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Introducing DFDS’s Cote d’Opale – a look inside the new Dover ferry

Côte d'Opale Fast Facts

Current Name: Côte d'OpalePrevious Names:
Shipyard: China Merchants Jinling Weihai [CN], #W0268, IMO Number: 9858321
Current Operator: DFDSCurrent Route: Dover [GB] - Calais [FR]
Length Overall: 214.5 mBeam: 27.8 m
Passenger Capacity: 1,000Vehicle Capacity: 3,100 lane metres of freight and up to 120 passenger cars
Tonnage: 40,331Sister-ships: Côte d'Opale is a unique member of the Stena E-Flexer series of Ro-Pax ferries

When Stena first introduced the E-Flexers, the focus was on their efficiency. With a class leading hull design, they would be able to carry more traffic on the same or less power than previous Ro-Paxes and to serve a variety of missions. But a second vital aspect of the E-Flexer concept was their ability to be used for a variety of different missions. And perhaps the clearest indication of this so far came with the ordering of a unit to be chartered to DFDS, for use on the intensive short sea routes from Dover. Requiring adaptations of both the passenger spaces, the access equipment and the machinery for manoeuvrability, the CÔTE D’OPALE is the epitome of flexibility and Stenability, and is the E-Flexer which differs most from the so far delivered units.

DFDS's CÔTE D'OPALE and the ship she replaces, CALAIS SEAWAYS, seen together at Dover. Image © Matt Sudders.
DFDS’s CÔTE D’OPALE and the ship she replaces, CALAIS SEAWAYS, seen together at Dover. Image © Matt Sudders.

Access Arrangements

Keeping the same length overall as STENA ESTRID, CÔTE D’OPALE has bow and stern access modified for the Dover strait. This includes the ‘cow catcher’ at the bow which is a visual hallmark of all ships on the route. And at the stern she has doors which slide sideways. Internally there are further modifications of the vehicle decks with the upper car only deck having a wide bi-directional ramp offset to starboard, rather than the one adjacent to the funnel casing on the Edda and sisters. Whilst this upper car deck provides additional capacity, the loading arrangement requiring the use of hoistable ramps, will inevitably be slower to use than the fixed ramp upper deck access on the Dunkirk ships or the P&O Spirits. There is a small cellular vehicle hold on deck 1.

The upper vehicle deck of CÔTE D'OPALE with preparations for her first revenue earning crossing the following day clearly underway. Image © Matt Sudders.
The upper vehicle deck of CÔTE D’OPALE with preparations for her first revenue earning crossing the following day clearly underway. Image © Matt Sudders.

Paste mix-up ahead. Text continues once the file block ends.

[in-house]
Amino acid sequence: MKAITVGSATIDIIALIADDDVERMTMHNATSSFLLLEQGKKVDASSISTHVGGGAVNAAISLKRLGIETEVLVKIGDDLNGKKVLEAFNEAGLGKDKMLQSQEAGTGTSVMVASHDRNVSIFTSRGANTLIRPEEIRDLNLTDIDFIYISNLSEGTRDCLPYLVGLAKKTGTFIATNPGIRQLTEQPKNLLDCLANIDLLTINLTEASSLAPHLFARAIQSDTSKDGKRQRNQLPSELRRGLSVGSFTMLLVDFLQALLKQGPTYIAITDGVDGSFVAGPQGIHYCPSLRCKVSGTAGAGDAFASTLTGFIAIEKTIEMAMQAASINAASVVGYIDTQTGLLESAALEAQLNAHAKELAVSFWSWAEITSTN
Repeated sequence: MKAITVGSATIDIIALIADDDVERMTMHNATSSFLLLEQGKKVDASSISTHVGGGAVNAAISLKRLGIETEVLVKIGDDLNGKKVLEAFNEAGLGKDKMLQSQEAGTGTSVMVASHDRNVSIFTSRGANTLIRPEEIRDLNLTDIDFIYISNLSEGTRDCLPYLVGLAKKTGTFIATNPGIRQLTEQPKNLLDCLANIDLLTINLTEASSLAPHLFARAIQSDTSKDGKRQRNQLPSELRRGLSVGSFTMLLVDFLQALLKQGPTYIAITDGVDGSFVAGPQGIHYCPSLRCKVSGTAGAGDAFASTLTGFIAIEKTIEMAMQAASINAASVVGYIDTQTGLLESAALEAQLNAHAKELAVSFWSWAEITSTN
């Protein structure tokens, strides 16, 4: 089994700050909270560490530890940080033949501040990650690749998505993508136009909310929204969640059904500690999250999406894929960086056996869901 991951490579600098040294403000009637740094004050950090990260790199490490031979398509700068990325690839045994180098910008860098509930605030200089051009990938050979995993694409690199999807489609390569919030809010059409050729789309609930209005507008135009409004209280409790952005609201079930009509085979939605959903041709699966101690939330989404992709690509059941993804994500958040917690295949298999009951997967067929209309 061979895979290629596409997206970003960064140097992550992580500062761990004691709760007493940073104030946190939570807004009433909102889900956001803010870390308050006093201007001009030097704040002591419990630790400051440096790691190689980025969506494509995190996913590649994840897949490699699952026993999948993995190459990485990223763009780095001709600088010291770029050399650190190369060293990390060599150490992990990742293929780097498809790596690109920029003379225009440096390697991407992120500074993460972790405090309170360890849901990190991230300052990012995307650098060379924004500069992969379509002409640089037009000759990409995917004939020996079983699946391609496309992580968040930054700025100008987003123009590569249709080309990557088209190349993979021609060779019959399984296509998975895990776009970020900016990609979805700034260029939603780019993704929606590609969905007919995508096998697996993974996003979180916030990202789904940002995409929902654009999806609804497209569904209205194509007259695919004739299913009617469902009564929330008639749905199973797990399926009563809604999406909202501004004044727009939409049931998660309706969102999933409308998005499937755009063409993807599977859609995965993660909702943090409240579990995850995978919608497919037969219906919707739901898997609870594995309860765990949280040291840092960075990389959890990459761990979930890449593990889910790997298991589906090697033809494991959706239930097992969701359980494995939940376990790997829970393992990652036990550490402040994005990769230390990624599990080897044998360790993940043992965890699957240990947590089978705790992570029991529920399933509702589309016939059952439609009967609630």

Public Areas

The public rooms are spread over decks 7 and 8. The aft end of deck 7 includes the partially open car only vehicle deck. DFDS have chosen to separate freight drivers from car passengers by giving each a separate deck of facilities.

Layout plan of deck 7 on CÔTE D'OPALE. Image: DFDS.
Layout plan of deck 7 on CÔTE D’OPALE. Image: DFDS.

The remainder of Deck 7 forwards is occupied by a very spacious Road Kings Freight Drivers Club. Within this space there is a substantial seating area and food servery. The entire area is fitted out to the standard of an upmarket business lounge with neutral colours and a variety of seating configurations. To port is an aft facing reclining seat lounge. At the aft end of that are 2 berths in small curtained off areas, these being a requirement of French regulations. The area also contains a toilet and shower block, and there is a small business centre with computers where drivers can check paperwork and route information for their onward journey. There is also a space for a small video game arcade, although the equipment had not been fitted at the time of the press event.

Seating in the Road Kings Drivers Club, CÔTE D'OPALE. Image © Matt Sudders.
Seating in the Road Kings Drivers Club, CÔTE D’OPALE. Image © Matt Sudders.

Deck 8 is for the car passengers. At the forward end is a vast Seven Seas restaurant, stretching the full width of the bow of the ship, with seating areas extending down the starboard side, this has a central food servery. Clearly designed to be able to serve as many passengers as possible during the 90 min crossing, the food service area feels noticeably bigger than the comparable space on the Stena ships. DFDS are making a big push on food quality onboard, whilst retaining the self-service model. From the introduction of CÔTE D’OPALE , the company will be making good use of the skills of the French chefs, and introducing classic dishes like Magret de Canard, and Tartiflette, alongside ferry staples such as Fish and Chips.